Olympic Site Revisited
Three Mills
Bow and The Fatwalk


Iran, Palestine, Hong Kong, UK Strikers & City Views

Monday, October 10th, 2022

Solidarity protests on Friday 10th October 2014 and some extreme wide angle views in the City of London.


Solidarity for Care UK Strikers – Care UK, Southwark

Iran, Palestine, Hong Kong, UK Strikers & City Views
Protesters outside the offices in Great Guildford St

The protest by members from the National Shops Stewards Network, Trade Unionist and Socialist Coalition and Southwark Unison was one of many around the country in a nation-wide day of solidarity with Doncaster Care UK workers who had been on strike for 81 days after huge cuts in pay and services were made by a private equity company who have taken over this part of the NHS.

Iran, Palestine, Hong Kong, UK Strikers & City Views

Care UK is now owned by Bridgepoint, which also owns businesses including Fat Face and Pret a Manger. The workers are on strike not just over cuts in their own wages, but also against the changes in how Care UK is allowed to operate by the new bosses. What was formerly a values-based health service able to address the needs of those with learning disorders in their own community has been radically altered to providing minimum standards of service at the lowest possible cost to get the greatest profits for Bridgepoint, and for the company they will be sold on to once the private equity company has slimmed services and pay to the bone.

Solidarity for Care UK Strikers


Free Ghoncheh Ghavami – SOAS action

Iran, Palestine, Hong Kong, UK Strikers & City Views

The current unrest in Iran following the death of Mahsa Amini after her arrest by the morality police’ for allegedly wearing her hijab improperly, so that some of her hair was visible is unprecedented, but women there have been oppressed by religious police since the 1979 Islamic Revolution.

An Iranian woman who cannot go back to Iran

In 2014 former SOAS Law student Ghoncheh Ghavami was arrested and detained with other women for going to try to watch a volleyball match in Tehran. At the time of the protest outside SOAS University of London she had been held for 104 days and had been on hunger strike for 10 days. The protesters included a number of Iranian students one of whom told the protest she could not return to Iran as the TV coverage of a volleyball game in Rome had shown her reacting to a score.

The rally was supported by staff and the SOAS staff unions UCU and Unison, as well as by the SOAS Student Union, and some students took part in a day’s hunger strike in solidarity and there was a candlelight vigil. Ghavami was released on bail on 23 November 2014 and later sentenced to a year in jail and a two-year travel ban for “propaganda against the regime”.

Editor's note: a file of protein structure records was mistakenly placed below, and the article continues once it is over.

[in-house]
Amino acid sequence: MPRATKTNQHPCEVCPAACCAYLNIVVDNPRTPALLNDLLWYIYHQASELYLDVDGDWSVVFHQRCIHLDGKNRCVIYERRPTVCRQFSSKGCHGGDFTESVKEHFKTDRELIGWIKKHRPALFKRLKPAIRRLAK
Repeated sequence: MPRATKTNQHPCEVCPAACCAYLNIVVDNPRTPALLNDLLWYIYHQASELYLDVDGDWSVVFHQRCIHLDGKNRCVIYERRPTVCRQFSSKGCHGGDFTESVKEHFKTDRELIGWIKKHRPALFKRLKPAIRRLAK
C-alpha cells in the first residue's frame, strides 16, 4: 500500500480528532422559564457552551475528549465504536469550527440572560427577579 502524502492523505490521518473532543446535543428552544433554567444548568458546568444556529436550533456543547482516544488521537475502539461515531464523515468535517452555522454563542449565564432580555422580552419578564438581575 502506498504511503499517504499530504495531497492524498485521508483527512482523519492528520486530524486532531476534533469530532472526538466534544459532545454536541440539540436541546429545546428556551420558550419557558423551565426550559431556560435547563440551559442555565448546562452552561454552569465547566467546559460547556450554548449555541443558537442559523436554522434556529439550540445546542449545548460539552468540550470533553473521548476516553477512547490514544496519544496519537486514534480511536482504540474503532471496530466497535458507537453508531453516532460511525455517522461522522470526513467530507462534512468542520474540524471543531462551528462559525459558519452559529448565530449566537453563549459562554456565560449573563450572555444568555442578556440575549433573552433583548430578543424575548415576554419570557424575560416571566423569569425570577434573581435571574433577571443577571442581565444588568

Free Ghoncheh Ghavami – SOAS action


City Panoramas

I had an hour or two to spare before the next protest I was to cover and spent some of this walking around the city and making some extreme wide-angle photographs.

Although these pictures have a normal aspect ratio, they have a horizontal angle of view of over 145 degrees and a vertical angle of around 90 degrees, only possible by using a lens which does not give the more normal ‘rectilinear’ perspective but represents the scene with some curvature.

City Panoramas


Palestine protest at Hewlett Packard – Wood St

The Palestinian Prisoners Campaign continued their campaign against Hewlett-Packard, which boasts of ‘a massive presence’ in Israel and are the IT backbone for the Israeli war machine with a picket outside their London offices.

Police watched the protest across the street from HP’s offices carefully and umbrellas in the colours of the Palestinian flag and large banners made the protest very visible. Speeches and posters taped on the pavement gave details of HP’s involvement in the oppression and imprisonment of Palestinians which were also stated on the leaflets the protesters handed out.

Palestine protest at Hewlett Packard


Solidarity with the Umbrella Revolution – Chinese Embassy

Umbrellas were also on display at the protest around the doorway of the Chinese Embassy on Portland Place organised by the National Campaign Against Fees and Cuts in solidarity with the ‘umbrella revolution’ of the students and workers of Hong Kong in their fight for democracy.

Most of the umbrellas were on posters and placards, though some protesters carried small yellow paper umbrellas and there were just a few full-size ones too.

Police tried to move the protesters to the other side of the road, but they refused to move. They called for the immediate release of all the arrested, an end to the suppression of peaceful assembly, replacing the “fake universal suffrage” formula with the genuine political reform workers have been demanding, and the resignation of Chief Executive Leung Chun Ying.

Solidarity with the Umbrella Revolution